ASK FOR DIRECTIONS ONCE AND THEN TWICE.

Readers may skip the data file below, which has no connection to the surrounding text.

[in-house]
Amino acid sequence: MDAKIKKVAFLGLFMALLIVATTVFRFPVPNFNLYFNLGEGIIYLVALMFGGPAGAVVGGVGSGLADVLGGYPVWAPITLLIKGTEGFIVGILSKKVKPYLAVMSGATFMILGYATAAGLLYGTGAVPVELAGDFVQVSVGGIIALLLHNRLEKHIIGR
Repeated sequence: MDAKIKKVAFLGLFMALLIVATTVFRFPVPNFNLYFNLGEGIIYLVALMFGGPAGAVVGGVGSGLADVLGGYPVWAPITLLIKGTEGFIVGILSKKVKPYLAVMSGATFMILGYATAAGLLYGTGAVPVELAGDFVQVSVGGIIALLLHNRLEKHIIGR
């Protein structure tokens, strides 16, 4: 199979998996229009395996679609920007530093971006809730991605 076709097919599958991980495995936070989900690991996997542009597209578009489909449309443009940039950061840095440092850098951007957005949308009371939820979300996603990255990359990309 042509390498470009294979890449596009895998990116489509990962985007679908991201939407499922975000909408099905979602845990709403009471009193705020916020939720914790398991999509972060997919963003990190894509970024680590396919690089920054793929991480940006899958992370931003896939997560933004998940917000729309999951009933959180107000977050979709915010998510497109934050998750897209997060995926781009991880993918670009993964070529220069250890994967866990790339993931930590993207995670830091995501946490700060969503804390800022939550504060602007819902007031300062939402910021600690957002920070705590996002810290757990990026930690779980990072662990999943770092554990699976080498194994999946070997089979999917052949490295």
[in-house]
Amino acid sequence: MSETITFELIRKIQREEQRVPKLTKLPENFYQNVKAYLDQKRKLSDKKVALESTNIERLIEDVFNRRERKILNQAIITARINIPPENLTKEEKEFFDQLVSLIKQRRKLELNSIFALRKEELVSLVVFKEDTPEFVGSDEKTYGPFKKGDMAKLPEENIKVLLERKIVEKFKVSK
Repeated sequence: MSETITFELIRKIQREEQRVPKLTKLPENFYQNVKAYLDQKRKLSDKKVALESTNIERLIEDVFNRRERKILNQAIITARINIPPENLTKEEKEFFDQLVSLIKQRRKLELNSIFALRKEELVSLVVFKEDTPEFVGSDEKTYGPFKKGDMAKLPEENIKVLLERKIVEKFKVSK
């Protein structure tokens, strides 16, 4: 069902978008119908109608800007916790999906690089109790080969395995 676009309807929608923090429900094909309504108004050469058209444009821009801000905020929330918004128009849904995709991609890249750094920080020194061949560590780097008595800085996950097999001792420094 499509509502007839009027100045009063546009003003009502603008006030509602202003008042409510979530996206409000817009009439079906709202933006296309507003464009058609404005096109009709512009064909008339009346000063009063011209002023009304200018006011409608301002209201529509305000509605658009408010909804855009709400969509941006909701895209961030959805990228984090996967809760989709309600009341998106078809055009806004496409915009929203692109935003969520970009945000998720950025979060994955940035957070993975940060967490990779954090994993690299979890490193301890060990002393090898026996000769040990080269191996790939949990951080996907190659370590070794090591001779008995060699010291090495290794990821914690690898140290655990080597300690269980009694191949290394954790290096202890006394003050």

Yes you have downloaded Offline Maps. And yes you also have a brochure with a detailed map of the area. But if there is one thing I can tell you about traveling solo in Asia is that routes change. Why? because of all the construction and development these countries are going through for their people. The road your offline map suggested is suddenly a one-way street. The landmark you see on your map has gone through renovation and looks like two other buildings next to it. So please stay instinctive and ask for directions. Your guesthouse reception or local food vendor will almost always know the latest, shortest route. And if you are slightly less confident about directions like I am, ask once more along the way. When you are solo traveling, losing your way, especially closer to sun down, can seed some anxiety. Now it helps that Solopacker has created a feature for locals to help out travelers to get directions or even accompany them to an area of interest. You'll be surprised how many locals love to see their own hometowns through the eyes of foreigners who cared to visit them. It's a win win!